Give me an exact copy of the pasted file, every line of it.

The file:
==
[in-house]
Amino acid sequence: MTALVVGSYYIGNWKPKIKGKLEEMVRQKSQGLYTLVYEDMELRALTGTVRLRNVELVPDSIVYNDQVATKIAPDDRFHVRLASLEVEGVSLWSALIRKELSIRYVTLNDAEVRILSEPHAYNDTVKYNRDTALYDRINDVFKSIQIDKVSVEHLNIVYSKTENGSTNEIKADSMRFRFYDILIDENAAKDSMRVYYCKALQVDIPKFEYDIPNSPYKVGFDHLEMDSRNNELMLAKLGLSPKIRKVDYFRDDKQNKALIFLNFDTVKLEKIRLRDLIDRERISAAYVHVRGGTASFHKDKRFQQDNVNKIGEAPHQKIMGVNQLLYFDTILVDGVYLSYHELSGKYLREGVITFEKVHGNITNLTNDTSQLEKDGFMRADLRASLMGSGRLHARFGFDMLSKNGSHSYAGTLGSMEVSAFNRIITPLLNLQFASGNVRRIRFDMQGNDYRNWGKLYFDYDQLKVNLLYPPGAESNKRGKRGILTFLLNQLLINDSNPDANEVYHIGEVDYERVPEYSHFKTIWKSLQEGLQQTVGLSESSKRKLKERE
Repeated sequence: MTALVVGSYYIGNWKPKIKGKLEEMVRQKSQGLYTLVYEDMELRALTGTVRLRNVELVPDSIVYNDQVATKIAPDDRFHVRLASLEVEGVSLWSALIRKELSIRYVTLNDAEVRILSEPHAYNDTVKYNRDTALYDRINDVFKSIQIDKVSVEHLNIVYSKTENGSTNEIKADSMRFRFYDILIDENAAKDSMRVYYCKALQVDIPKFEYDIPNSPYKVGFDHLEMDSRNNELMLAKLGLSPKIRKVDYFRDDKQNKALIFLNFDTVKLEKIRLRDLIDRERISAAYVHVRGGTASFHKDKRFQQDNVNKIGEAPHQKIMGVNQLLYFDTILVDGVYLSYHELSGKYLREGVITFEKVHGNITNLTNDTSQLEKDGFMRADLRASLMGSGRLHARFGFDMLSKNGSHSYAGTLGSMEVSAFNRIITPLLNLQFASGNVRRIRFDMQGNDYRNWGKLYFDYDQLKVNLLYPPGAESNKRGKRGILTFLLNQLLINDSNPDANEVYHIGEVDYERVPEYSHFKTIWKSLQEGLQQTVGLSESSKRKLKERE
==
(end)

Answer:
[in-house]
Amino acid sequence: MTALVVGSYYIGNWKPKIKGKLEEMVRQKSQGLYTLVYEDMELRALTGTVRLRNVELVPDSIVYNDQVATKIAPDDRFHVRLASLEVEGVSLWSALIRKELSIRYVTLNDAEVRILSEPHAYNDTVKYNRDTALYDRINDVFKSIQIDKVSVEHLNIVYSKTENGSTNEIKADSMRFRFYDILIDENAAKDSMRVYYCKALQVDIPKFEYDIPNSPYKVGFDHLEMDSRNNELMLAKLGLSPKIRKVDYFRDDKQNKALIFLNFDTVKLEKIRLRDLIDRERISAAYVHVRGGTASFHKDKRFQQDNVNKIGEAPHQKIMGVNQLLYFDTILVDGVYLSYHELSGKYLREGVITFEKVHGNITNLTNDTSQLEKDGFMRADLRASLMGSGRLHARFGFDMLSKNGSHSYAGTLGSMEVSAFNRIITPLLNLQFASGNVRRIRFDMQGNDYRNWGKLYFDYDQLKVNLLYPPGAESNKRGKRGILTFLLNQLLINDSNPDANEVYHIGEVDYERVPEYSHFKTIWKSLQEGLQQTVGLSESSKRKLKERE
Repeated sequence: MTALVVGSYYIGNWKPKIKGKLEEMVRQKSQGLYTLVYEDMELRALTGTVRLRNVELVPDSIVYNDQVATKIAPDDRFHVRLASLEVEGVSLWSALIRKELSIRYVTLNDAEVRILSEPHAYNDTVKYNRDTALYDRINDVFKSIQIDKVSVEHLNIVYSKTENGSTNEIKADSMRFRFYDILIDENAAKDSMRVYYCKALQVDIPKFEYDIPNSPYKVGFDHLEMDSRNNELMLAKLGLSPKIRKVDYFRDDKQNKALIFLNFDTVKLEKIRLRDLIDRERISAAYVHVRGGTASFHKDKRFQQDNVNKIGEAPHQKIMGVNQLLYFDTILVDGVYLSYHELSGKYLREGVITFEKVHGNITNLTNDTSQLEKDGFMRADLRASLMGSGRLHARFGFDMLSKNGSHSYAGTLGSMEVSAFNRIITPLLNLQFASGNVRRIRFDMQGNDYRNWGKLYFDYDQLKVNLLYPPGAESNKRGKRGILTFLLNQLLINDSNPDANEVYHIGEVDYERVPEYSHFKTIWKSLQEGLQQTVGLSESSKRKLKERE